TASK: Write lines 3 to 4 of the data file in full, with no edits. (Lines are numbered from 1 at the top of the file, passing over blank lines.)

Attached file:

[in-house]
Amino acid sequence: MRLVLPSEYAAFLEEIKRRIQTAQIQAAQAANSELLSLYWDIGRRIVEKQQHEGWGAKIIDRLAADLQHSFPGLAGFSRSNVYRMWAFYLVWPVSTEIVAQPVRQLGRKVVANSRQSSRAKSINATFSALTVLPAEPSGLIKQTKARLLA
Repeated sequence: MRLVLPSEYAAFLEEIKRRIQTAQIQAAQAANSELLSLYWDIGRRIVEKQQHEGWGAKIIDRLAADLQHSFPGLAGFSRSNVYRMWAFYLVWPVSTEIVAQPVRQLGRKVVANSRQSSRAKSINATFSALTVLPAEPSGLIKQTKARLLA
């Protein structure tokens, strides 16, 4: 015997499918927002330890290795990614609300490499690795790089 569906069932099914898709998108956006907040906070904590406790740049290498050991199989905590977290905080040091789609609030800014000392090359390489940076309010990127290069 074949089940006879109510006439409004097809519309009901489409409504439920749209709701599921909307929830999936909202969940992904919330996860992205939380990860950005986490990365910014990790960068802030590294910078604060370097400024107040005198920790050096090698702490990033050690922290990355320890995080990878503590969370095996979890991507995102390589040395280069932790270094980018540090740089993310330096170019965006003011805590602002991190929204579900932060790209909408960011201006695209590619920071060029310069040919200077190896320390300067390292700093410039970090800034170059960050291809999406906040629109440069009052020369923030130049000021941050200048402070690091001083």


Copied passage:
Repeated sequence: MRLVLPSEYAAFLEEIKRRIQTAQIQAAQAANSELLSLYWDIGRRIVEKQQHEGWGAKIIDRLAADLQHSFPGLAGFSRSNVYRMWAFYLVWPVSTEIVAQPVRQLGRKVVANSRQSSRAKSINATFSALTVLPAEPSGLIKQTKARLLA
């Protein structure tokens, strides 16, 4: 015997499918927002330890290795990614609300490499690795790089 569906069932099914898709998108956006907040906070904590406790740049290498050991199989905590977290905080040091789609609030800014000392090359390489940076309010990127290069 074949089940006879109510006439409004097809519309009901489409409504439920749209709701599921909307929830999936909202969940992904919330996860992205939380990860950005986490990365910014990790960068802030590294910078604060370097400024107040005198920790050096090698702490990033050690922290990355320890995080990878503590969370095996979890991507995102390589040395280069932790270094980018540090740089993310330096170019965006003011805590602002991190929204579900932060790209909408960011201006695209590619920071060029310069040919200077190896320390300067390292700093410039970090800034170059960050291809999406906040629109440069009052020369923030130049000021941050200048402070690091001083």